Gary Thomas, in Every Body Matters, dares to blaze a trail on a subject many Christian authors and church leaders won’t even dip their toes into: sloth and gluttony. While the Bible touches on both vices, the overall number of reference verses is surprisingly few. Mr. Thomas extrapolates from these specific and similar verses, along with a number of writings of various religious leaders across the centuries. The repeated point he makes throughout the book is that, as Christians, we are to be “…instruments for special purposes, made holy, useful to the Master and prepared to do any good work.” (2 Timothy 2:21) My summation of his basic point is this: If you spend your evenings sitting on the couch scarfing Oreos, if you have to sit down to catch your breath after climbing one flight of stairs (and you have no physical infirmity as cause), well, your body is probably not ready for “any good work” God may ask of you. The author is very careful to point out that God loves us just the way we are. God’s love for us is not what he calls into question. He surmises that as we discipline our bodies, our spiritual fitness is apt to increase as well.
So, it’s finally here, the day I swore would never come. I’m reviewing an adult, non-fiction book. In general, the only non-fiction I read are the books written by my co-blogger, Suzy Ismail. I write and read almost exclusively young adult fiction. Give me angst, exquisitely written kisses, and tons of dialogue, otherwise my eyes completely glaze over. Just saying aloud the phrase “non-fiction” sends me into fits of shuddering.
Why this book then? Perhaps because I have my Bachelor’s in Nutrition, perhaps because of the leading of the Holy Spirit, perhaps because I’m fat. Yup, I said the “F” word—get over it. God did not call us to live under the bondage of offense. That’s how the world lives, stalking around, looking for reasons to be offended. There is freedom in knowing who we are in Him. Whoops, slipped onto my soapbox. Apologies.
But even though I have a degree in Nutrition, even though my maternal grandmother died of heart disease, even though my father suffered two heart attacks and underwent a heart transplant, my BMI is entirely too high. How can that be? I have all this knowledge. Clearly, knowing and doing are two entirely different animals. I suspect a few of you might know what I’m talking about.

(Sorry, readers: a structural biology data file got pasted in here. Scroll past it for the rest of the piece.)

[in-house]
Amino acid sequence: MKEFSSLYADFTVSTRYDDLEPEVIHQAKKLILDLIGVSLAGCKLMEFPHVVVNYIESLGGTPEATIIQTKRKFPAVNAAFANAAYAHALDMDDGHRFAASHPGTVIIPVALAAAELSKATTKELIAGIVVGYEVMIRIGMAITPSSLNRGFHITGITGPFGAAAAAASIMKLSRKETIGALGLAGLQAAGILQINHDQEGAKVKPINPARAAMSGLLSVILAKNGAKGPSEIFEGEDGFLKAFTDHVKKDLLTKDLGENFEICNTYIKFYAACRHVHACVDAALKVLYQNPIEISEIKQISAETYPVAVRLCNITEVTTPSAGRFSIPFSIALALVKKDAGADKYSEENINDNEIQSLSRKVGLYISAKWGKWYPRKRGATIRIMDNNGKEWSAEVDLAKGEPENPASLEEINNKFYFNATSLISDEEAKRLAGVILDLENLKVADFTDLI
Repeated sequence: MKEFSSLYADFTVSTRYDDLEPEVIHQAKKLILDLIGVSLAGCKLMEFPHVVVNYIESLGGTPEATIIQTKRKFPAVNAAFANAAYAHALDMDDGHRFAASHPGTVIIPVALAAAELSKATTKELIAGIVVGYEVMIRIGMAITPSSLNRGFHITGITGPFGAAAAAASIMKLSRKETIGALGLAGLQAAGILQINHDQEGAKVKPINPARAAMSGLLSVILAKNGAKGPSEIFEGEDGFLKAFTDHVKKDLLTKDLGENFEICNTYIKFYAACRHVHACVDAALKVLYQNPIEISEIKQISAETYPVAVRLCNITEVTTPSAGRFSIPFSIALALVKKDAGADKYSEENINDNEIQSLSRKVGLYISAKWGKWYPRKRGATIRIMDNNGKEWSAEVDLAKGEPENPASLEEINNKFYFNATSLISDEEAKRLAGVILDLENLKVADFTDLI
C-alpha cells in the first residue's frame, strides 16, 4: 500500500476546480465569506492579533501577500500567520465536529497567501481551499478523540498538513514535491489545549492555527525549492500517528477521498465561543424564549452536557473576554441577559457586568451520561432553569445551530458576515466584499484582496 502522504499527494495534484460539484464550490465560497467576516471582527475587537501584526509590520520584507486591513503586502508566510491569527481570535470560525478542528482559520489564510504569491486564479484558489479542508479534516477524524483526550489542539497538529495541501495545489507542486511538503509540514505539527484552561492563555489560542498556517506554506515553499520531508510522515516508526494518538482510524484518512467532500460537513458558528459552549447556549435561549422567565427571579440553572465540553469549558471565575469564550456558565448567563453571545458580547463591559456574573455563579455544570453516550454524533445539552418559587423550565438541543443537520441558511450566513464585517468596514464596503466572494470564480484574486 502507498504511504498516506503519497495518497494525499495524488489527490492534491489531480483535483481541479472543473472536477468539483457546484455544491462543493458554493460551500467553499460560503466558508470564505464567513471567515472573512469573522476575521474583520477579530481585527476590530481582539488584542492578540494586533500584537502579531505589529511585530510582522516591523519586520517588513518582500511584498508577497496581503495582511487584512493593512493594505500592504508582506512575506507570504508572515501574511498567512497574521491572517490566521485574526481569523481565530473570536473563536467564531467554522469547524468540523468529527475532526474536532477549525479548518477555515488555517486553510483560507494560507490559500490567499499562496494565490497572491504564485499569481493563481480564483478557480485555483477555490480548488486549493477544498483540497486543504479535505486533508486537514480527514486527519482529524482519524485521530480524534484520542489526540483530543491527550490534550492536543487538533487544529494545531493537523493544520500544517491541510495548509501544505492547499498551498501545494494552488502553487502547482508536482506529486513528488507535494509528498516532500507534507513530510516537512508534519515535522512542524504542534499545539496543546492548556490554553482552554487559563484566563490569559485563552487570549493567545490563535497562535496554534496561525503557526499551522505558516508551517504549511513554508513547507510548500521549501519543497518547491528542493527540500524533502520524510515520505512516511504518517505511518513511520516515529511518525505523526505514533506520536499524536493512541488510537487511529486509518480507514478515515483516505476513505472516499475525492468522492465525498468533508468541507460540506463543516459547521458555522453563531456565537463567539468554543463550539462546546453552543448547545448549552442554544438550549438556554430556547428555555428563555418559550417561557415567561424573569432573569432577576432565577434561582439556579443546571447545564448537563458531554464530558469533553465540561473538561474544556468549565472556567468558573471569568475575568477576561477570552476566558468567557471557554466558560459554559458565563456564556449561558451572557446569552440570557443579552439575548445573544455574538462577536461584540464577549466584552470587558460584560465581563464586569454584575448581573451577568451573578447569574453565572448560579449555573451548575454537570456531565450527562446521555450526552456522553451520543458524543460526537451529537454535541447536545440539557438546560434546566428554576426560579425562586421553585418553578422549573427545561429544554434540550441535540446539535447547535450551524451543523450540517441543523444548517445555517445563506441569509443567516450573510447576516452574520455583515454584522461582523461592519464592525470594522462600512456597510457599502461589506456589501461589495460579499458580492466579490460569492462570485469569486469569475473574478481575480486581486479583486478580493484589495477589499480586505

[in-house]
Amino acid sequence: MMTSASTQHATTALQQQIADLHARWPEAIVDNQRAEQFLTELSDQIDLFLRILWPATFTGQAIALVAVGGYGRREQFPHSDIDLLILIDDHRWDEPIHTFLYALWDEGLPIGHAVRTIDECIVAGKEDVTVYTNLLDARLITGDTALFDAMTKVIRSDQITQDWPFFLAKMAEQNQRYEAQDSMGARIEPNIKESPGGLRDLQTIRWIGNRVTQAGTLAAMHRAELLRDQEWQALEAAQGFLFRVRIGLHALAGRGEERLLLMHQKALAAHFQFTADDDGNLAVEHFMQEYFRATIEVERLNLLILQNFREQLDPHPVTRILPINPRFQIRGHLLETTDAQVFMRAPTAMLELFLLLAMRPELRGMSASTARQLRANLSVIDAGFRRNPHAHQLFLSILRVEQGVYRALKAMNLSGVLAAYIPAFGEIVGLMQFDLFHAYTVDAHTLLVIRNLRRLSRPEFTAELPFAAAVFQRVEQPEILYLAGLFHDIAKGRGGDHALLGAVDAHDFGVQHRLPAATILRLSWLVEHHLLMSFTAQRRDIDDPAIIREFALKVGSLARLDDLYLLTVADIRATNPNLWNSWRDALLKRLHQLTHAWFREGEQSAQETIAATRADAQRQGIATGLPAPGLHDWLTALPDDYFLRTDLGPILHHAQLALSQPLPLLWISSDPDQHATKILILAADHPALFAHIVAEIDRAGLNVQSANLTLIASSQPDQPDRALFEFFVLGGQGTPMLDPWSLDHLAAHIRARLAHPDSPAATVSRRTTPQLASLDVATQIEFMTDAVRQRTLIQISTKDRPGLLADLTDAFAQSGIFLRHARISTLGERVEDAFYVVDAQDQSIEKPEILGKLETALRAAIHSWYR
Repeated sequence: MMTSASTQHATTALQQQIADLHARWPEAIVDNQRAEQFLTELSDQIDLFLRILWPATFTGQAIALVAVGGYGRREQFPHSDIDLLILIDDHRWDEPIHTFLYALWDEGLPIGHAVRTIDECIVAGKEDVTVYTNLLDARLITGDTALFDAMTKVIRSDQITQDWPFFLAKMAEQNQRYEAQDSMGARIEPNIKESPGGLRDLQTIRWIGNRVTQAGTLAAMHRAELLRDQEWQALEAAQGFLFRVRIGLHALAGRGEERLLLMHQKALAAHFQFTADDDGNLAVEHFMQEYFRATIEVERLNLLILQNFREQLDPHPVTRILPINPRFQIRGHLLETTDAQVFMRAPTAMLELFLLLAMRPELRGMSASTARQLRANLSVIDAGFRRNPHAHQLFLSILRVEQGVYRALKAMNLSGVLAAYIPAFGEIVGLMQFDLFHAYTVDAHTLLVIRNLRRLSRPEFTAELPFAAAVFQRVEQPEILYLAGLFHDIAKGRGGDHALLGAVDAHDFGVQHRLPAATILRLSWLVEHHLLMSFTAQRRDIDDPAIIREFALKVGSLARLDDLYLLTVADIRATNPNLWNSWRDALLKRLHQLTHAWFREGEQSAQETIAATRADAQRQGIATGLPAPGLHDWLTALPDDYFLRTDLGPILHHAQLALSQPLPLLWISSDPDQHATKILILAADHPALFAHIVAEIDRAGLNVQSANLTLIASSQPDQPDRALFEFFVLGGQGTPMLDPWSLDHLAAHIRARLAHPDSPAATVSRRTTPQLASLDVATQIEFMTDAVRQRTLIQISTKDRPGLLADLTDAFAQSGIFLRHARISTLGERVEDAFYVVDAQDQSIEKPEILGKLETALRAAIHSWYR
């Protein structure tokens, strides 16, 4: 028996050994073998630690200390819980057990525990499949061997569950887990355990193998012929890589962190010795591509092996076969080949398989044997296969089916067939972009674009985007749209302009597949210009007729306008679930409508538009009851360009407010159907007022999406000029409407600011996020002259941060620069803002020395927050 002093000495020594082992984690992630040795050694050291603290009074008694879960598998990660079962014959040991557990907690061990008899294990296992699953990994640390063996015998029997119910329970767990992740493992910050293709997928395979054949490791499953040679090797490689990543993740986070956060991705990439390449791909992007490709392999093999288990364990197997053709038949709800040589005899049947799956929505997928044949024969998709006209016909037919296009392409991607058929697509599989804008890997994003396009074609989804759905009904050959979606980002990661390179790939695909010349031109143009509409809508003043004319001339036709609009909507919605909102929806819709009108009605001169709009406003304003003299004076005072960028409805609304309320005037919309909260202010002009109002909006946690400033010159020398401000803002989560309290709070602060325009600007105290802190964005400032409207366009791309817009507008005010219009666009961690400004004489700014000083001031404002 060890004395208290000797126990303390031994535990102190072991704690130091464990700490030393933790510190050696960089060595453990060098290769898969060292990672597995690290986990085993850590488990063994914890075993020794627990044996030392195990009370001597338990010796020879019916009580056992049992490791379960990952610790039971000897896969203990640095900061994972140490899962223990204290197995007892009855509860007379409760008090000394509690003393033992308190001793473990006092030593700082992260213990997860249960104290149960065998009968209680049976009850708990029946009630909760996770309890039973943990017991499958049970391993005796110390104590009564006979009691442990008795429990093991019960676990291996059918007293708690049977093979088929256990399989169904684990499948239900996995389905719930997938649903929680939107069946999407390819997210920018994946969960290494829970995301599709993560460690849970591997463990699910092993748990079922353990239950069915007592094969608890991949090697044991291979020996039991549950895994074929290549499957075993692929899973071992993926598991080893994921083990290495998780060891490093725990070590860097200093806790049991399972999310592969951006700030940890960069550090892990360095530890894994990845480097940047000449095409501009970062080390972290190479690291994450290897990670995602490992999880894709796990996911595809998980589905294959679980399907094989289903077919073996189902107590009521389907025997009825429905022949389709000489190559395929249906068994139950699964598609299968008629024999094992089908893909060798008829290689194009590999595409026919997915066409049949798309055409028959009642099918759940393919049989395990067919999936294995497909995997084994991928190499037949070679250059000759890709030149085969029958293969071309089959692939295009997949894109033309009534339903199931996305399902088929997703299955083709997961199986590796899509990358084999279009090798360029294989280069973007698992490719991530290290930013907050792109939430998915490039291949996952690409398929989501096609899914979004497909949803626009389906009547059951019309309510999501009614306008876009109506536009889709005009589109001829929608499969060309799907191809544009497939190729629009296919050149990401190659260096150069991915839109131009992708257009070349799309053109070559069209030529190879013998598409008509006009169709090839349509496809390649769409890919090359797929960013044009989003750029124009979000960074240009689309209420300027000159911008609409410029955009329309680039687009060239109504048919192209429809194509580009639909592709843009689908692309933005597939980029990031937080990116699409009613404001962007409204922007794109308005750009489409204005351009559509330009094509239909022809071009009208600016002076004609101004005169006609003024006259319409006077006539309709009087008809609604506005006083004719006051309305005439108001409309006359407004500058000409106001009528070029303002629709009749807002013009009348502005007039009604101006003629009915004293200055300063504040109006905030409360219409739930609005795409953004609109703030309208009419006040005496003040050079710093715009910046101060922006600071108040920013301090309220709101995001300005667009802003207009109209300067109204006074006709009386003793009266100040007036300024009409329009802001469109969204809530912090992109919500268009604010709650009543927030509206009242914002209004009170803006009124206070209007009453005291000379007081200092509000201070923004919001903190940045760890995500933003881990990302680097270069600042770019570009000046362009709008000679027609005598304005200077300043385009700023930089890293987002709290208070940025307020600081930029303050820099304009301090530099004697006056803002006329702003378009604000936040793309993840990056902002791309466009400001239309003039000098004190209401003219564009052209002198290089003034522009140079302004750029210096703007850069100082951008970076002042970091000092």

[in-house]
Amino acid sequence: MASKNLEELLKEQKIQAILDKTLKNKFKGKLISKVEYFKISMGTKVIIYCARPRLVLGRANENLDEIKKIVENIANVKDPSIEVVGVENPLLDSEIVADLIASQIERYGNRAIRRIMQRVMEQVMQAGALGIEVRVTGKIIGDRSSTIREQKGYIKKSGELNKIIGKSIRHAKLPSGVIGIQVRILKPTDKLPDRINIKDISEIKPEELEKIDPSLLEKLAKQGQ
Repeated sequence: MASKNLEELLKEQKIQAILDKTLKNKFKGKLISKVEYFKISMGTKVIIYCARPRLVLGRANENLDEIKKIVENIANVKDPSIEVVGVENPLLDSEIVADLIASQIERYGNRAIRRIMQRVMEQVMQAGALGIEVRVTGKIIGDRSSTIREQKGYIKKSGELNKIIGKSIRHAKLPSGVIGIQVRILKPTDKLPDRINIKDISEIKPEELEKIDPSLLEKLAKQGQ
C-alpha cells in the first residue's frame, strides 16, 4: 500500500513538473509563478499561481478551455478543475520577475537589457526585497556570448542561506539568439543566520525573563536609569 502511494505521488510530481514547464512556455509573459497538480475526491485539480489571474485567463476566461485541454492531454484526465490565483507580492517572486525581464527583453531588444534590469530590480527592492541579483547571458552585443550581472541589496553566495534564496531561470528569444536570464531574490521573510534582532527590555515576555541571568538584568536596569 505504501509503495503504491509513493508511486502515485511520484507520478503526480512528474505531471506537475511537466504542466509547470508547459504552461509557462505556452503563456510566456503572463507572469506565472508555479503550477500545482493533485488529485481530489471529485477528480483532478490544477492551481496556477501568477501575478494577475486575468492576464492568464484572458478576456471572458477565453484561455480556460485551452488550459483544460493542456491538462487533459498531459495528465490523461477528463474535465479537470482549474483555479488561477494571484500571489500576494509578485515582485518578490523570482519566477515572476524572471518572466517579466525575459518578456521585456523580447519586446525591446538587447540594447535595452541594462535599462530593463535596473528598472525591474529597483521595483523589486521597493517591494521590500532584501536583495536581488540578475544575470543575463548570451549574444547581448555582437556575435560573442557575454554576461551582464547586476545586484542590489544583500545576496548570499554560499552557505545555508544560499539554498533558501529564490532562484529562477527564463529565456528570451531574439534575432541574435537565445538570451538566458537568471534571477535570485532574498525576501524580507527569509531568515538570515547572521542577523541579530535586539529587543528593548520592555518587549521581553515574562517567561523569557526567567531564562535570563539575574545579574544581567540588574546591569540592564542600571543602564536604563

I’ve found that I’m much more motivated when the spiritual is brought in. The only times in my entire life I’ve been able to go without sweets were the times I fasted them as an offering for a specific prayer request. This book had a number of “ouch” moments for me. The one that stands out the most is when the author relates a scene from his past where he was at his book signing and no one showed up. The very thought of this makes the writer in me want to curl into fetal position and whimper. The author, disheartened, drowned his sorrows in a sundae. Not that the sundae was a sin. But he was using it to comfort himself instead of turning to the Prince of Peace, the one who could actually DO something about his circumstance.
So, if you are having trouble with motivation to eat healthy and exercise and if knowledge doesn’t seem to be enough, this book might be just what you need. I’m not certain I’ll ever be in a size 8 again. I’m not sure I’ll successfully trudge through the rugged terrains of “obese” and “overweight” or make it to the land of “normal weight.” But I’m down two pounds since reading the book and I was able to do something for the first time in my entire existence—I walked past the Entenmann’s holiday cupcakes without breaking my stride. But I’m at the stage of my life where I truly want to be ready—physically and spiritually—to do any good work that God throws my way. And this book gave me a start. There’s much to be said for beginnings. J
*Zondervan provided me with this book free of charge for the purpose of review. The opinions expressed are my own. No other compensations have been received.